Most importantly, though, the Olympics are set to begin in Beijing in 2008. Cracking open China to all of the reporters of the world is going to be a first. Certainly, the press in China has been freer than it has in the past—investigative reporters are only having their children threatened to be shot instead of actually being shot—for many this will be the first time reporters are allowed relatively free access to an area that engages in a foreign, baffling, and ultimately mysterious culture unseen since Salt Lake City.

All of these factors, alas, coincide rather unhappily with poor ex-FDA-or-whatever-they-call-it-in-China chief Zheng Xiaoyu. To fill the pharmaceutical company’s coffers, he repeatedly granted approval for several types of drugs that turned out to be fictitious. Although how that’s any different than marketing Xanax I’ll never know. He was lax in enforcing existing food regulations, and dozens of people from around the world became ill and in some cases died from subpar rice cakes, drinking water, and heart medication.

Some nations will publicly execute a traitor as an example to others. Some citizens will string up a tinpot dictator to send a message that liberty is worth fighting for. Some nations pin their hopes and dreams on fruitless brushfire wars and unmistakably immoral terror strikes. And some government choose to execute their bureaucrats to send a forceful message about misappropriating the regulation of diethylene glycol, so that all others who wish to disregard the growing menace of trace amounts of diethylene glycol in exported goods should learn.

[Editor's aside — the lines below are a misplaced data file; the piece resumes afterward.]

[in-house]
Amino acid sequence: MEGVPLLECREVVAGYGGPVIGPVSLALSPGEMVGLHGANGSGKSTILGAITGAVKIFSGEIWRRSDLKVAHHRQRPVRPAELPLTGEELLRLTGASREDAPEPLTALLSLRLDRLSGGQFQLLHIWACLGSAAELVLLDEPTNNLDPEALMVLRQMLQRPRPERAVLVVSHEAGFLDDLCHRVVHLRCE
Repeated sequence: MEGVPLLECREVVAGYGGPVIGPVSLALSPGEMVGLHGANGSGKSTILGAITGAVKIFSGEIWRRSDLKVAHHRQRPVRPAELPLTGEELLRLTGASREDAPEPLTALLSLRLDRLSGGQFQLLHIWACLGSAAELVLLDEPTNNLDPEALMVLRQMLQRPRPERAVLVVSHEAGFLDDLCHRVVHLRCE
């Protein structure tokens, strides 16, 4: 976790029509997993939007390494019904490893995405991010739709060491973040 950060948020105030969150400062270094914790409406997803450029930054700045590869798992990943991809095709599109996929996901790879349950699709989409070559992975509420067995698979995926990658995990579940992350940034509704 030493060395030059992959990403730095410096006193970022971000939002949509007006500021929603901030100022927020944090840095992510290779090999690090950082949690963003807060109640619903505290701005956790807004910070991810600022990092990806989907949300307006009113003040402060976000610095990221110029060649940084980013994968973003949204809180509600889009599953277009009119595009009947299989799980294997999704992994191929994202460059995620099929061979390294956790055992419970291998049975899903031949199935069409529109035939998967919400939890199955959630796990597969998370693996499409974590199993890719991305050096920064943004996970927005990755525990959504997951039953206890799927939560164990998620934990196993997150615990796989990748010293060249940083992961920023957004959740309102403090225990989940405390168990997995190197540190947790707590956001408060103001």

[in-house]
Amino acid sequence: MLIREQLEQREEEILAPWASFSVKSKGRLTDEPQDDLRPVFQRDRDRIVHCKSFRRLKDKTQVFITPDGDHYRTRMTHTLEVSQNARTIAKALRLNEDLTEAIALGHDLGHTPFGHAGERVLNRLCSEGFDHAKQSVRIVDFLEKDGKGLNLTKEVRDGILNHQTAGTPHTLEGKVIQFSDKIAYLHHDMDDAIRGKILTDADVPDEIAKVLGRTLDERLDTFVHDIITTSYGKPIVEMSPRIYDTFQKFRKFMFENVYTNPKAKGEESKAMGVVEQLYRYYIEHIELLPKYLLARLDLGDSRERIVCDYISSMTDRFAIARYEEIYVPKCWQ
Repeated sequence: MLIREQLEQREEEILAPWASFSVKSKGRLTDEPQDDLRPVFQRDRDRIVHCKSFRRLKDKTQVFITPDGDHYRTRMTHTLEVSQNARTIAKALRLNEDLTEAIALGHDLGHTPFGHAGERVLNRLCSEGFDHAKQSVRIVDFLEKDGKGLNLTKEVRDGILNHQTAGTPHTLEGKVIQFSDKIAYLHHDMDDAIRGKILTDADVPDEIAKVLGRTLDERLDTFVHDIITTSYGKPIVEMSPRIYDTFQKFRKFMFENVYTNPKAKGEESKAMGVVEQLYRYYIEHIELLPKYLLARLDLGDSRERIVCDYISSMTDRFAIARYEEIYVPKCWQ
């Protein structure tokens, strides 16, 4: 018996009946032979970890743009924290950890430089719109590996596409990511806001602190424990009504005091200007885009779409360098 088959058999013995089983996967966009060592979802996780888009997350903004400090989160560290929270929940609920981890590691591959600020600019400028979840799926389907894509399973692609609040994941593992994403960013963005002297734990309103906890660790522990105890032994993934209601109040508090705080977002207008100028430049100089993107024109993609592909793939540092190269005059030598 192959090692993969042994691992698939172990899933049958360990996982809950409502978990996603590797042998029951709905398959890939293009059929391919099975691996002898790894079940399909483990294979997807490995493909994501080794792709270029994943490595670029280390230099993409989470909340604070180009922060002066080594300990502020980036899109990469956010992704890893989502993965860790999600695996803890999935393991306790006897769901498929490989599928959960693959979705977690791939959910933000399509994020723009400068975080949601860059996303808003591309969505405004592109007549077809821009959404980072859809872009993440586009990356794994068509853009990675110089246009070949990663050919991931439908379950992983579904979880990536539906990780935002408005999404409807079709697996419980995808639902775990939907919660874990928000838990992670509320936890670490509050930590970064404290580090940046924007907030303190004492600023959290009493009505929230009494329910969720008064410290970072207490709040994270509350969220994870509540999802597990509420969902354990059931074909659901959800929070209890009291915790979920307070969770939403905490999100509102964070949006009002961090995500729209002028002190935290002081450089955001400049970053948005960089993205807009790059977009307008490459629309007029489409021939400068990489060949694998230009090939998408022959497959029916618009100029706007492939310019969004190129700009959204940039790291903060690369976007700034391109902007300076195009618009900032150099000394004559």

To each, as they say, their own.

Road to the Wodehouse

July 11, 2007

A new collection of stories by P.G. Wodehouse has recently been released, reigniting interest in one of the most underapprecitated writers of the 20th century, as measured in references to newts, aunts, and antique cow-creamers.

P.G. Wodehouse is one of those peculiar British institutions, much like queuing and standing six hours hovering over a kitchen sink scraping a carrot and calling it a soap opera. Most people may not realize the impact that Wodehouse has on American popular culture, mostly in the form of Jeeves, the impenetrable and iconoclastic butler.